, was elected in 2009. i am 38. this is where you say i look much younger than that. [laughter] i love coming to this space, good lighting. [laughter] but i think, again, i can speak to this personally because now that i am an elected official, the only woman serving on that body and the first woman of color in that body in its history -- mass. [applause] now, why does that matter, why is that relevant? i appreciate the applause, it has nothing to do with a personal achievement. i think it's a shared victory for all of us. it means that the solutions we're developing in government are more comprehensive and fully informed because of that perspective. so i've thought a great deal about this issue of attraction and retex, but more than that, how do we keep native bostonians? because we were losing young people who had been, who were raised here who were going someplace else. they do come back, though, i have to say that. they sort of go on this pill grammage to see what is out there, but they do come back. and so to ed's point and barbara's as well around social issues, this is an issue i'm wor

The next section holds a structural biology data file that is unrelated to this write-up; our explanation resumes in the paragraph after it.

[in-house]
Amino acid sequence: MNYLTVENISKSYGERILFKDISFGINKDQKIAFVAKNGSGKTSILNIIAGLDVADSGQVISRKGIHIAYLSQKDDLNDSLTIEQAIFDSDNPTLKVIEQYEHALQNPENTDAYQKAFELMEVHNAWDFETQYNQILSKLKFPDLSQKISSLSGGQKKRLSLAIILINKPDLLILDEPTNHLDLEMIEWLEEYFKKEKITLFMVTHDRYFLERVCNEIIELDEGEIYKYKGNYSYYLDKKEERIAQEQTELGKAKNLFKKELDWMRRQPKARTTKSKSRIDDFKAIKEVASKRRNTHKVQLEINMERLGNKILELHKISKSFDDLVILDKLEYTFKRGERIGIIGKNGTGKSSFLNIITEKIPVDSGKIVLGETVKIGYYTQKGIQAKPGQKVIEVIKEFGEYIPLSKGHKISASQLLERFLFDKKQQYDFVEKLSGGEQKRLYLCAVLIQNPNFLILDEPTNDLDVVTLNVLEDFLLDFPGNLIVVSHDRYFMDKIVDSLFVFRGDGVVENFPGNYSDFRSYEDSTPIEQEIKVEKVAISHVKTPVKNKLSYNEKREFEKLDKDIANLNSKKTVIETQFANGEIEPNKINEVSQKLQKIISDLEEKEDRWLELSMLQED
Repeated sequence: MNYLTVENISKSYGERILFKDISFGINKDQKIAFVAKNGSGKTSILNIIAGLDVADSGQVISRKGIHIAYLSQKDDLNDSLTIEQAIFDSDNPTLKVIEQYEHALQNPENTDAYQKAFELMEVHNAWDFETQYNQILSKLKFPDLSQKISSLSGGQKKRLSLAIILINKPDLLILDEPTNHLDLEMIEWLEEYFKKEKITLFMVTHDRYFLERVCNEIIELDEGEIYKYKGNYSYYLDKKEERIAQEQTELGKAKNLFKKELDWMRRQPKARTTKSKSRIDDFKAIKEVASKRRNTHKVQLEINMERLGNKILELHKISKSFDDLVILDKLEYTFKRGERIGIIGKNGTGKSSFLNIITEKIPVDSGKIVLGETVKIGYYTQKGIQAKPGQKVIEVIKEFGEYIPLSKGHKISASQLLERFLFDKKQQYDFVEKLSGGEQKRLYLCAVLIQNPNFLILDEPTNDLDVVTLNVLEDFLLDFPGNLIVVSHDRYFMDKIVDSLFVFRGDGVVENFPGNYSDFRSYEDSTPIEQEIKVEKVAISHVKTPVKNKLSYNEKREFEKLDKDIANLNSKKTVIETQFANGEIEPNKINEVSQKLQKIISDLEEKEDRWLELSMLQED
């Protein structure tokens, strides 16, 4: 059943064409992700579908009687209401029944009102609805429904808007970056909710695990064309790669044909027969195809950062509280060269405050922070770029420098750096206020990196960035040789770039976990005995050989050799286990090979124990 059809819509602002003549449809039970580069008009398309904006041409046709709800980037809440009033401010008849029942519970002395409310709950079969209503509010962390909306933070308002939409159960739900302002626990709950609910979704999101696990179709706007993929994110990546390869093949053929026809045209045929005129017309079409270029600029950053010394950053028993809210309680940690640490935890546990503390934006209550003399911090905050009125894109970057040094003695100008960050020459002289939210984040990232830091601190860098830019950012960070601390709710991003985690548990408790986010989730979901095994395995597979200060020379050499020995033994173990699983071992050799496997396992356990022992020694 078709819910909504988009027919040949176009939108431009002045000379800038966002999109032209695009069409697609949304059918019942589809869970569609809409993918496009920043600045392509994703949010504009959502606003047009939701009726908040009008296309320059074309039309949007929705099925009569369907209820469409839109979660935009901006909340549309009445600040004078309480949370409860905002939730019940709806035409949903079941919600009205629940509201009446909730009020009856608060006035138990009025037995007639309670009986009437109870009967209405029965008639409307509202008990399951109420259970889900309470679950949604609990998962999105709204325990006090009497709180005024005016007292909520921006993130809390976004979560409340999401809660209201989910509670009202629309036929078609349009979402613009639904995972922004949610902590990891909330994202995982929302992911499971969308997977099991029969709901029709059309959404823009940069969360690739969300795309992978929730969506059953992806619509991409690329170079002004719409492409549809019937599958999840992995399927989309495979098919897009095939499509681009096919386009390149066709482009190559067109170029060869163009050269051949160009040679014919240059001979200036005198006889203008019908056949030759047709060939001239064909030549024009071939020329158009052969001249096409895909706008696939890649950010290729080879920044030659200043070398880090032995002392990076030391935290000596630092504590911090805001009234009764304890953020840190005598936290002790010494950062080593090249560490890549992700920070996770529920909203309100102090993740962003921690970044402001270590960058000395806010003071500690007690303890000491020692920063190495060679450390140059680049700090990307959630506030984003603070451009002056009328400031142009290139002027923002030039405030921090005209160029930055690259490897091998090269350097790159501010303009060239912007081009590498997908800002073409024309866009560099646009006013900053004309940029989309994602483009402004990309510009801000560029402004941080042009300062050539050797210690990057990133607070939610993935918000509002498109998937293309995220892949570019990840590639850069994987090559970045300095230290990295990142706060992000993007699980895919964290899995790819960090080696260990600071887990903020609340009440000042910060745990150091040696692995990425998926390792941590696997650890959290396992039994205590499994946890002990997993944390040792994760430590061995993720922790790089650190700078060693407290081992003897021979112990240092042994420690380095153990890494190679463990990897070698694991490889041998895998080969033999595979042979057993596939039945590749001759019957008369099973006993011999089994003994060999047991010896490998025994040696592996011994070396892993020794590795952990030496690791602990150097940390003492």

uncomfortable. thank you. and let's applaud all of this year's nominees. [applause] >> with the election behind us and the fiscal cliff right in front of us, i think it's nice just to have an evening when we can focus on what is important, like whether molly ringwald is really here tonight. is she? i trust you all read "the new york times" piece this past week on how tonight is part of a close, visible makeover for the national book awards them article goes on to say the goal is to add more sex appeal to an industry that is not exactly known for it. and there will be signs everywhere of the aspirations to turn this once dowdy event into a glamorous party. from where i stand, looking out at your sexy, sexy faces,-you are post-dowdy. thank you. that's the drinking table. it's fun to tell jokes outside of new york that you're involved with the nba because people start can go you questions about what lebron and kobe are really like. it's really an understandable confusion because writers and professional ballers are incredibly similar. they're both wildly overpaid people, in peak physical condition